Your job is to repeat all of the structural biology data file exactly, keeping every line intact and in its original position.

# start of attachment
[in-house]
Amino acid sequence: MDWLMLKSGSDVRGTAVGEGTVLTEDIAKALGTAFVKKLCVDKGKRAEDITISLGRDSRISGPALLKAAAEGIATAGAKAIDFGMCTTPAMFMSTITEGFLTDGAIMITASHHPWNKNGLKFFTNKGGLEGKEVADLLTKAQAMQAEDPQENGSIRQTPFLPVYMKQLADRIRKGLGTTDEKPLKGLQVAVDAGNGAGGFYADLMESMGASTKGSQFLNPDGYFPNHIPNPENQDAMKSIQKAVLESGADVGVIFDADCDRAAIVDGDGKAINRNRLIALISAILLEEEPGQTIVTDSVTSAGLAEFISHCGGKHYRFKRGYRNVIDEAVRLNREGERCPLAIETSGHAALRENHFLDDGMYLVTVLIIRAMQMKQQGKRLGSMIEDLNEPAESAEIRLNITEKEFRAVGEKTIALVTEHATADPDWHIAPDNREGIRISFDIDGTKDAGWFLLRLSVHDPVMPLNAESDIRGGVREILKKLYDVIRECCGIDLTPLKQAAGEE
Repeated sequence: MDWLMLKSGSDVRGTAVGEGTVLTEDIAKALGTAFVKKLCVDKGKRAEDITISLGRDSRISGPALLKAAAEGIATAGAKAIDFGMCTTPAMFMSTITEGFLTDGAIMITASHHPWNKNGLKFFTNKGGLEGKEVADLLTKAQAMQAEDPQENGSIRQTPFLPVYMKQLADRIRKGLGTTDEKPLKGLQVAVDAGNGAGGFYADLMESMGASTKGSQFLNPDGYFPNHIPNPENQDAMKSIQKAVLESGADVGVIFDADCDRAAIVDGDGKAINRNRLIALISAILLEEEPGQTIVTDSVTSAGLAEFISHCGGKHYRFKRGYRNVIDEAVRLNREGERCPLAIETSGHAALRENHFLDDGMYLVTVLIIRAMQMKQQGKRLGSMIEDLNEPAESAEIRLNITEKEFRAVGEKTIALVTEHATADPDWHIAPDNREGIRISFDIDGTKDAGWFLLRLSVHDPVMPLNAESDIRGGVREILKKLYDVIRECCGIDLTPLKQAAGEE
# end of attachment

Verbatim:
[in-house]
Amino acid sequence: MDWLMLKSGSDVRGTAVGEGTVLTEDIAKALGTAFVKKLCVDKGKRAEDITISLGRDSRISGPALLKAAAEGIATAGAKAIDFGMCTTPAMFMSTITEGFLTDGAIMITASHHPWNKNGLKFFTNKGGLEGKEVADLLTKAQAMQAEDPQENGSIRQTPFLPVYMKQLADRIRKGLGTTDEKPLKGLQVAVDAGNGAGGFYADLMESMGASTKGSQFLNPDGYFPNHIPNPENQDAMKSIQKAVLESGADVGVIFDADCDRAAIVDGDGKAINRNRLIALISAILLEEEPGQTIVTDSVTSAGLAEFISHCGGKHYRFKRGYRNVIDEAVRLNREGERCPLAIETSGHAALRENHFLDDGMYLVTVLIIRAMQMKQQGKRLGSMIEDLNEPAESAEIRLNITEKEFRAVGEKTIALVTEHATADPDWHIAPDNREGIRISFDIDGTKDAGWFLLRLSVHDPVMPLNAESDIRGGVREILKKLYDVIRECCGIDLTPLKQAAGEE
Repeated sequence: MDWLMLKSGSDVRGTAVGEGTVLTEDIAKALGTAFVKKLCVDKGKRAEDITISLGRDSRISGPALLKAAAEGIATAGAKAIDFGMCTTPAMFMSTITEGFLTDGAIMITASHHPWNKNGLKFFTNKGGLEGKEVADLLTKAQAMQAEDPQENGSIRQTPFLPVYMKQLADRIRKGLGTTDEKPLKGLQVAVDAGNGAGGFYADLMESMGASTKGSQFLNPDGYFPNHIPNPENQDAMKSIQKAVLESGADVGVIFDADCDRAAIVDGDGKAINRNRLIALISAILLEEEPGQTIVTDSVTSAGLAEFISHCGGKHYRFKRGYRNVIDEAVRLNREGERCPLAIETSGHAALRENHFLDDGMYLVTVLIIRAMQMKQQGKRLGSMIEDLNEPAESAEIRLNITEKEFRAVGEKTIALVTEHATADPDWHIAPDNREGIRISFDIDGTKDAGWFLLRLSVHDPVMPLNAESDIRGGVREILKKLYDVIRECCGIDLTPLKQAAGEE